Reuters has a great discussion about IPTV and what the near future might hold for anyone delivering IPTV services across their network.

As quoted in the article,

“In Washington, Federal Communications Commission Chairman Michael Powell said on Sept. 15 that almost every major U.S. phone company he has talked with is working to develop TVIP offering.

Consultancy Multimedia Research Group estimates there will be 15.6 million TVIP viewers by 2007, up from a few hundred thousand today.”

And as quoted from further down in the article,

“In Washington, Federal Communications Commission Chairman Michael Powell said on Sept. 15 that almost every major U.S. phone company he has talked with is working to develop TVIP offering.

Consultancy Multimedia Research Group estimates there will be 15.6 million TVIP viewers by 2007, up from a few hundred thousand today.”

So, what happens to our business models when each one of our customers starts demanding multiple 2Mbps stream of continuous bandwidth? This removes the oversubscription ratios that we have always been able to count on as for profit. As this technology rolls out we will need to be able to deliver 2Gigabits worth of connectivity for 100 users streaming IPTV and that is based on there only being one TV stream going in each household.

This is actually a two tiered problem for us because not only do our networks need to be capable of delivering huge amounts of bandwidth to the end user but also we will need to be able to profitably sustain a huge connection to the net.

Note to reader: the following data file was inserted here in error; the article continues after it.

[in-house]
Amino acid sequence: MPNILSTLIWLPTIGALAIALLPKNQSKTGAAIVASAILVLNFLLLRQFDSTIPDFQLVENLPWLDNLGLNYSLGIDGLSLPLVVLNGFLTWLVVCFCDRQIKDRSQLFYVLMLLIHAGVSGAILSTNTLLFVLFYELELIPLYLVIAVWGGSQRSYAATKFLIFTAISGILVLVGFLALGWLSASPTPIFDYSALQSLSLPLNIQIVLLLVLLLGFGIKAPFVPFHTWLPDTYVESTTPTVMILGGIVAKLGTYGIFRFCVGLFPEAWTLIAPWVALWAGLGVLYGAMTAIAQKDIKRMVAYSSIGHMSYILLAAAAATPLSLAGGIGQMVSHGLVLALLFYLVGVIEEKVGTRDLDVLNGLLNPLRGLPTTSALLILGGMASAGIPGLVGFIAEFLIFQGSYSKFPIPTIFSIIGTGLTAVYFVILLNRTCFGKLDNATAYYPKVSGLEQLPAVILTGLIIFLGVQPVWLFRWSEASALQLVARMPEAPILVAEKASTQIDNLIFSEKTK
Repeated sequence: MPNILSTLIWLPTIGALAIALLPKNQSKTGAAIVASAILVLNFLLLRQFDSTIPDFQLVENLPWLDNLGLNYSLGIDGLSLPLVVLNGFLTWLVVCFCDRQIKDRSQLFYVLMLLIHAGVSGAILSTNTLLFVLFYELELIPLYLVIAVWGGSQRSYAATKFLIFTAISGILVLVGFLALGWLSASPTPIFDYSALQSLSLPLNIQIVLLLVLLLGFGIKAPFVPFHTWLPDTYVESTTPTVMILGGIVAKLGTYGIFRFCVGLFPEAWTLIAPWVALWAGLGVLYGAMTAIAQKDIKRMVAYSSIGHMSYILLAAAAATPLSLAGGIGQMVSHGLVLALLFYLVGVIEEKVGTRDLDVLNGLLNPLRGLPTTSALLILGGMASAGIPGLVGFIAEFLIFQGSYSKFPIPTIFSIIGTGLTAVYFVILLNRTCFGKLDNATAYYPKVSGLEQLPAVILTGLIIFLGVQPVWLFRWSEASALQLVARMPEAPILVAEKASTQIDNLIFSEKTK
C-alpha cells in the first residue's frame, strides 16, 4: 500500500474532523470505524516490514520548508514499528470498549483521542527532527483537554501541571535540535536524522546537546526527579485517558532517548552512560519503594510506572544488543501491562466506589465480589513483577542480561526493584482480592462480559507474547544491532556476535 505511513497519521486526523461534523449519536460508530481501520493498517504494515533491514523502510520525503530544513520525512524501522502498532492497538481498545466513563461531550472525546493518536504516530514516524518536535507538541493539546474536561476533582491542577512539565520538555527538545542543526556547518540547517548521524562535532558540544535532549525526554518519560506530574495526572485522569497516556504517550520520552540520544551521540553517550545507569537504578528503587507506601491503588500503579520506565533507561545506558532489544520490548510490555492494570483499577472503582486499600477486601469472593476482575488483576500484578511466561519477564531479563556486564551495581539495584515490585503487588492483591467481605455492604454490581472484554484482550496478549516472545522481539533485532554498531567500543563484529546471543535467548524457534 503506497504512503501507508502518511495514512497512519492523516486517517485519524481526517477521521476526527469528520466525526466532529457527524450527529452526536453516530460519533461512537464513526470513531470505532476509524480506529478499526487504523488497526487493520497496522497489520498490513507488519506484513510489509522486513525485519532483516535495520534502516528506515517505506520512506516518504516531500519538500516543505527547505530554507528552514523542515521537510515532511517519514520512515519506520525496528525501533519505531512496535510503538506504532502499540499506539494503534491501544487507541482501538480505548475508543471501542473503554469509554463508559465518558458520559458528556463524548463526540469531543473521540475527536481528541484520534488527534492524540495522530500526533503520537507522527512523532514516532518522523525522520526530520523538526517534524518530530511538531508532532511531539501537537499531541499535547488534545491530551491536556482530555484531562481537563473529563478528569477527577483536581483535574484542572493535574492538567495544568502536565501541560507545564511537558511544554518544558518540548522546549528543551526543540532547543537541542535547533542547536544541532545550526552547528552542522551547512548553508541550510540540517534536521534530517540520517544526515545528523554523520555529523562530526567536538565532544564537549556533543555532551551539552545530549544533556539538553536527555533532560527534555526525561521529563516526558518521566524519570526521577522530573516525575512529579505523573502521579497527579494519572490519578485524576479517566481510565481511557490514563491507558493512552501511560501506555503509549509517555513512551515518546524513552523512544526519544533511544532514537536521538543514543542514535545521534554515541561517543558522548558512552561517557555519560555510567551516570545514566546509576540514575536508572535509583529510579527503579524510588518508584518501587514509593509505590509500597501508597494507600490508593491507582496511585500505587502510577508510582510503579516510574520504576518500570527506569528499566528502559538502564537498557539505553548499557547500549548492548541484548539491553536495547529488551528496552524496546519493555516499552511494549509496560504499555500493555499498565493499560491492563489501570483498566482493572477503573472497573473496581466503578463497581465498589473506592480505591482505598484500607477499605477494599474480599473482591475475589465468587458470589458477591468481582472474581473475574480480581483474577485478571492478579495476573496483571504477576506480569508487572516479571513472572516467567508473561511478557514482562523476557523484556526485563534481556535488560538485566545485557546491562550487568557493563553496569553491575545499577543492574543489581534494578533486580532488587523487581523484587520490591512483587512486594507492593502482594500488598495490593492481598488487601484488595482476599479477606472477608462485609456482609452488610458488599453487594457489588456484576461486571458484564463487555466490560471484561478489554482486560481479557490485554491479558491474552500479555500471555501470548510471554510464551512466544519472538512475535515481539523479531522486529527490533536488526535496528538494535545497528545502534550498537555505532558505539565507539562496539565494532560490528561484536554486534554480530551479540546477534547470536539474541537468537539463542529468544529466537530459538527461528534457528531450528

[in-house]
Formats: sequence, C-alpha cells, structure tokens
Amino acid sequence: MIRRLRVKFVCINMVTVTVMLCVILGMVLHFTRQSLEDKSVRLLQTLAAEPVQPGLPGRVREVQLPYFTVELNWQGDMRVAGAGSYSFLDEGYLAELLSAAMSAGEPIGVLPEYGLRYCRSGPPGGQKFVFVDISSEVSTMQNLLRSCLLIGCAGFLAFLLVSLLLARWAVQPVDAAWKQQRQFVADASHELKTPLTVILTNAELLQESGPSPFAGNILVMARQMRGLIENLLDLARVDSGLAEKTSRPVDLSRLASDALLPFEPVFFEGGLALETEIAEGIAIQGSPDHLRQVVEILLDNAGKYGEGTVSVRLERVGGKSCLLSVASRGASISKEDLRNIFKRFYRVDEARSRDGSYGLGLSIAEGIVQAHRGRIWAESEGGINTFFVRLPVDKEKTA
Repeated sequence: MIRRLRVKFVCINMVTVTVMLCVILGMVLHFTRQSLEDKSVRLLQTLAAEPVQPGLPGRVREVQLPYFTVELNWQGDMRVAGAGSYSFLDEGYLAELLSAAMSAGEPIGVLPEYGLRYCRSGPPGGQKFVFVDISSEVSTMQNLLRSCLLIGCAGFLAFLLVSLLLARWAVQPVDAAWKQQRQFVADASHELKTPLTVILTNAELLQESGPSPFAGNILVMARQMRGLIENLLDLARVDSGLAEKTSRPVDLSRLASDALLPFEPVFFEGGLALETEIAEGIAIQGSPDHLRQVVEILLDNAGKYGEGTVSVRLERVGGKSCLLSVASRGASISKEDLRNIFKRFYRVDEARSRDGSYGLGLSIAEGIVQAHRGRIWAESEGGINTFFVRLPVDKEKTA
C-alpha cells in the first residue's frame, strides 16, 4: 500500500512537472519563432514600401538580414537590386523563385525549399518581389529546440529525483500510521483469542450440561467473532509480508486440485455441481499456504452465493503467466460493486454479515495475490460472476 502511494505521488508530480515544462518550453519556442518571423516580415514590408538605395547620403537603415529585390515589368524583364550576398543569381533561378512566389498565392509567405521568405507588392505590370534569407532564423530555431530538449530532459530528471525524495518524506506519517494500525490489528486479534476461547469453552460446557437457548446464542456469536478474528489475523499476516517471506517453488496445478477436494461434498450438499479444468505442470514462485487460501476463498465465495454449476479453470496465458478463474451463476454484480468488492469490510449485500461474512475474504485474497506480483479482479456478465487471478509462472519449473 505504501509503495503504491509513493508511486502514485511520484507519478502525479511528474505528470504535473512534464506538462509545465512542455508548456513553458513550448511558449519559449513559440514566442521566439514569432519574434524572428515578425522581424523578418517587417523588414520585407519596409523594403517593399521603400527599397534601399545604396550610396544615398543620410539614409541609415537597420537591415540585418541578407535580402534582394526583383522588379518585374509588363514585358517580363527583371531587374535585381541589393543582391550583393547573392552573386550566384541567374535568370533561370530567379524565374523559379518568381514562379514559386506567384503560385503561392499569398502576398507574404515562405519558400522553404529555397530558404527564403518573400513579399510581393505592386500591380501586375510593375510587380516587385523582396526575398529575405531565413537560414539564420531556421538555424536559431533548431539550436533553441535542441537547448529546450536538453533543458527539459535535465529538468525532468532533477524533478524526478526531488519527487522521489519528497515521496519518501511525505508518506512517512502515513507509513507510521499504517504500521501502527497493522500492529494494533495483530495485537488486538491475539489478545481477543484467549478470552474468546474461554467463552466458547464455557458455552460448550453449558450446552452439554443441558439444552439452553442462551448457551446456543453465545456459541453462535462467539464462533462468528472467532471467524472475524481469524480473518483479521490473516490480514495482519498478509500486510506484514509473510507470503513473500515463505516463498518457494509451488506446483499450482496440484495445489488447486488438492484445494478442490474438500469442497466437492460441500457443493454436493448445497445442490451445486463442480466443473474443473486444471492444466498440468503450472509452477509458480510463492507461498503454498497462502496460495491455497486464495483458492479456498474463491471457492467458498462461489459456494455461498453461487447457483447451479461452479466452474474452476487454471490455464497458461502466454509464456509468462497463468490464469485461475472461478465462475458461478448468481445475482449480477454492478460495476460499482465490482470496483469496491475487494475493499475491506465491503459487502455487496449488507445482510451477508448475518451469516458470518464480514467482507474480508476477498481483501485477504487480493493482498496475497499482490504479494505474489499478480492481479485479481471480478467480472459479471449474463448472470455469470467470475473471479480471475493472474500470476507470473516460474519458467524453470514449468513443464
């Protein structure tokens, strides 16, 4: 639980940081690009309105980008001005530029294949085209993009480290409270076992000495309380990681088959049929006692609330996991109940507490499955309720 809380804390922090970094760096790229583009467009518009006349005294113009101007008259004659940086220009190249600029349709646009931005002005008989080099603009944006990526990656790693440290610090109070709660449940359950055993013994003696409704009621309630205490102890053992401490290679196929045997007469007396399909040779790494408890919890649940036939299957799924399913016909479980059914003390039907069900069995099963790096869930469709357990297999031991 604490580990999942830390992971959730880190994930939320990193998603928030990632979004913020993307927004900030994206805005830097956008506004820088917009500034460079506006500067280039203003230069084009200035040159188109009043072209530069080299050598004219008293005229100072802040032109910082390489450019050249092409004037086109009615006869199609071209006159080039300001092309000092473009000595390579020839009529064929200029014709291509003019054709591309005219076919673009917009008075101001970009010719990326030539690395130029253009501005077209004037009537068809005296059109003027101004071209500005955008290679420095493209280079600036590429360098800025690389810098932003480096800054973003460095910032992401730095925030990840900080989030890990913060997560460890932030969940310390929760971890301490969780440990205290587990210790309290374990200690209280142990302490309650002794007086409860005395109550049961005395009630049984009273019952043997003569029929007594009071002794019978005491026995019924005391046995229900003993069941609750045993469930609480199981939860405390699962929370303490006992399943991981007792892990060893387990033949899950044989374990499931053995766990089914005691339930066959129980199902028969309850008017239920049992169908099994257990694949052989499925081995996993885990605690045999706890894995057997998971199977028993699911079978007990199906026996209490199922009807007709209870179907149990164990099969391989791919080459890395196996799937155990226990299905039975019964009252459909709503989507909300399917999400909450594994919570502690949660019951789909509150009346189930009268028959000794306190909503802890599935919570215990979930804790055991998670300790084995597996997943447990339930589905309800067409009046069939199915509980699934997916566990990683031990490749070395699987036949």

This is what Verizon is releasing for press on their Fios service. Now, granted we will not be seeing this rolled out everywhere in Verizonland next year or even the year after. In fact, in many places I wonder if we will see this happening in any of our lifetimes. But the businessperson that does not keep careful track of what the competition is planning could be the employee of that very same competition in their near future.

I ran across this great article on ISP-Planet written by Dave Burstein (of DSLPrime.com) discussing the subject. Dave points out that the next generation of service from the ILEC is setting the bar at 30Mbps.

Where I see this as becoming an issue is that every single one of us depends on oversubscription as a calculation for determining profit. As Internet usage is bursty by nature we have been able to cram 100 +/- users on to a T1 pipe. However, as the more sophisticated user start to demand such services as IPTV, VoIP and videophone or video conferencing we will no longer be able to do that.

In fact, what good will an access point that can only deliver 70 Mbps be if we will only be able to service a couple of dozen users from it?

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